Settings Options on the Samsung Galaxy S8 Viewfinder - dummies

Settings Options on the Samsung Galaxy S8 Viewfinder

By Bill Hughes

Tapping the Settings icon on the Galaxy S8’s viewfinder brings up a number of choices. This list gives you control of the rear camera (the one with higher resolution), the front-facing camera, which is used for selfies or video-calls, and settings that affect both cameras. These options are shown here.

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The Settings options.
  • Picture size: One option is to pick the highest resolution and take all your images at that setting. That would be 12 megapixels per picture. Another option is to pick the lowest resolution so you can take more pictures with a given size of storage. That would be 4.7 megapixels per picture. Probably the best option is to figure out what you plan to do with the pictures and then decide the lowest resolution that will work. If all you’re going to do is put the pictures on Facebook, all that will happen is that this website will discard most of the pixels after you spent your time and money uploading high-resolution pictures. The best advice is to experiment with different resolutions and use the ones that best meet your needs. As seen here, you can set the rear-facing and the front-facing camera at different resolutions.
    galaxys8-resolution
    Your phone’s image resolution options for rear- and front-facing cameras.
  • Video size: You have the option to get really carried away here. The lowest video option is VGA. This is the resolution of your old, analog television. That was perfectly adequate for us for many decades, but HD is the minimally acceptable resolution for thoroughly modern folks. However, your phone scoffs at this puny resolution, and can take it to four higher settings. The only reason to hesitate to use these higher settings is that, just as with still pictures, videos recorded in higher resolutions take more memory. It is good to know these resolutions are there. In addition to higher resolution, the FHD (60 fps) steps up quality by taking many more images per second. FHD normally uses between 24 and 30 frames per second. Using 60 frames per second removes any flicker at all. It also uses twice the amount of memory.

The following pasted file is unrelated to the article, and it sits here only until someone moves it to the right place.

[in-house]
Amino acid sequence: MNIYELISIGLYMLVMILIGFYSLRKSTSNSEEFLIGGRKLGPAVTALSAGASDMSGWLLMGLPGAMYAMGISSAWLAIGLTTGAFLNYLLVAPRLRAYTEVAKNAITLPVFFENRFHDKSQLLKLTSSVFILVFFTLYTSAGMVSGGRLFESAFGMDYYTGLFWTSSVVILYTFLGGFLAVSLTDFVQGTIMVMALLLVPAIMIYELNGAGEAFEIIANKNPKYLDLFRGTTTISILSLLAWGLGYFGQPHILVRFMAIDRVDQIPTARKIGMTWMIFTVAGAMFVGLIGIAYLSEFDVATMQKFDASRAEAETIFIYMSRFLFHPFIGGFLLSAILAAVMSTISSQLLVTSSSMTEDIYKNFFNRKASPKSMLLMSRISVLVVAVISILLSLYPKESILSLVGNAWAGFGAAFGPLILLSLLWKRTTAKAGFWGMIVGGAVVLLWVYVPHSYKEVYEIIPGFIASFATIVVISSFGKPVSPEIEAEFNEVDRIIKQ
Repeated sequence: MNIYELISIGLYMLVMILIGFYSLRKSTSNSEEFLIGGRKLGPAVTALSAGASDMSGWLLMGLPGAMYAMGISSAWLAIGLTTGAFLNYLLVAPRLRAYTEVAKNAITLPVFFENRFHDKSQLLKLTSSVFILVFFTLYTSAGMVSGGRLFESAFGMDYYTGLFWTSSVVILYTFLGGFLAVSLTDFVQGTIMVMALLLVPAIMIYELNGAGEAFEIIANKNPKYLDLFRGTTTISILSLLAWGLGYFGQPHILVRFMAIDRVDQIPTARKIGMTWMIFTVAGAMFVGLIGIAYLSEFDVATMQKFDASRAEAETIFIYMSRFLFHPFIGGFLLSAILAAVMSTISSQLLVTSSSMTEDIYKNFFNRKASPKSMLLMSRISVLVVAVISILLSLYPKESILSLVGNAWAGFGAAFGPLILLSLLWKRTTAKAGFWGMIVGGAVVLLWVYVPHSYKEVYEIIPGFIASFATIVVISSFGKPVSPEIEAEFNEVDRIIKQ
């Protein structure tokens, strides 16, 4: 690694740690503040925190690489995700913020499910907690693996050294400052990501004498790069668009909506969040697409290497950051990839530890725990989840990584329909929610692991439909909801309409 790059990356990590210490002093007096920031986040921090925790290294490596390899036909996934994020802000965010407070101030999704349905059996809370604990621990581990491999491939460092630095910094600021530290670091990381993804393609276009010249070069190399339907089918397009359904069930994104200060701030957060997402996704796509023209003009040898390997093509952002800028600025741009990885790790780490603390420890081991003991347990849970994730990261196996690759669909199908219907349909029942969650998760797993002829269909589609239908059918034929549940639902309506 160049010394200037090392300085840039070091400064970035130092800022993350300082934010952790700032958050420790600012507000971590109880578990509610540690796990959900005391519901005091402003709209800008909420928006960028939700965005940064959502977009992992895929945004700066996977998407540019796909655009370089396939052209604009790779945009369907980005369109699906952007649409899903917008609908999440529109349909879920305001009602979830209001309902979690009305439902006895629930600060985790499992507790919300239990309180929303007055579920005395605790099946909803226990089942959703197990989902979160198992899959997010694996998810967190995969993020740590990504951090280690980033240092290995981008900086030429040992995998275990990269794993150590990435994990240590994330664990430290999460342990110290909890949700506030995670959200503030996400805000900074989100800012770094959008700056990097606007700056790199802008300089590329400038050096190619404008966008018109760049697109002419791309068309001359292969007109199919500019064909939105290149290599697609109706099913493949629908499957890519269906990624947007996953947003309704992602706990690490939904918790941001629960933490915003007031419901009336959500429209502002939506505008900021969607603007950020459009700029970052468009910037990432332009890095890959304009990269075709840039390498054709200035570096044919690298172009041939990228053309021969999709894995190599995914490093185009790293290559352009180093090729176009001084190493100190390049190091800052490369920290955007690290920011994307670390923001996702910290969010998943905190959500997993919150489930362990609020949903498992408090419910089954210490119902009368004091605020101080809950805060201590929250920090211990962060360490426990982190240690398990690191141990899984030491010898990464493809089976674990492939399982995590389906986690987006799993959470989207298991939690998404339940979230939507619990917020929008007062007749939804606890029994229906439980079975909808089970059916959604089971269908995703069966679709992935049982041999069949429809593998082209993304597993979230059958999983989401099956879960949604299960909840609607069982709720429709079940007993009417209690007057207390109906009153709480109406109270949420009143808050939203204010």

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    Your phone’s camcorder resolution options for rear and front-facing cameras.
  • Tracking AF: The Samsung Galaxy S8 can spot a person’s face and assumes that you want it to be the place where you focus if you toggle this option to the On position. Otherwise, if you don’t use this mode, the camera may assume that you want whatever is in the center of the viewfinder to be in focus.
  • Shape correction: This sophisticated tool automatically takes care of any distortions in objects that you sometimes see in pictures.
  • Timer: The front-facing camera is meant for selfies, but sometimes you want to use the higher-resolution, rear-facing camera. You can use the timer to set up a delay of a few seconds between the time you tap the shutter release and the time the camera takes the shot.
  • Motion photo: This is a neat capability. Selecting this option records a short video clip before you take the still photo.
  • Video stabilization: If too much caffeine is causing your shots to blur, this capability is your answer.
  • Grid lines: Some people like to have a 3 x 3 grid on the viewfinder to help frame the shot. If you are one of these people, toggle on this option.
  • Location tags: The Samsung Galaxy S8 uses its GPS to tell the location of where you took the shot. If this is too intrusive, you can leave out this information on the image description.
  • Review pictures: Some people want to see the shot right away. Others want to take a bunch of pictures and look at them at their leisure. If you want to see the image right away to see whether you need to take a second picture, turn on this toggle. It will jump you in to the Gallery app right away.
  • Quick launch: You can launch the camera by pressing the Home button twice. If you would rather not, here is where you can disable that setting.
  • Voice control: This option lets you turn voice control on. Your camera is listening to you. If you say, “Smile,” “Cheese,” “Capture,” or “Shoot,” the camera will snap a shot. This is simpler than using the self-timer. If you say, “Record video,” the video recorder will start recording. In either case, you can tell it to zoom by saying “zoom” — or not if you turn off this option.
  • Floating Camera button: This is not the option to support putting your phone on a drone. This allows you to relocate on the viewfinder screen the location of the shutter button. Sorry.
  • Volume keys function: This setting allows, or disables, the increase/decrease volume buttons on the side of the phone to control the shutter, the video recorder, or the zoom/pan capability when in camera or video mode.
  • Shutter sound: It can be satisfying to hear the click when you take a picture. If you would rather not, turn that sound off here.
  • Reset settings: If you mess something up, tap Reset settings, and it will take you back to the default settings.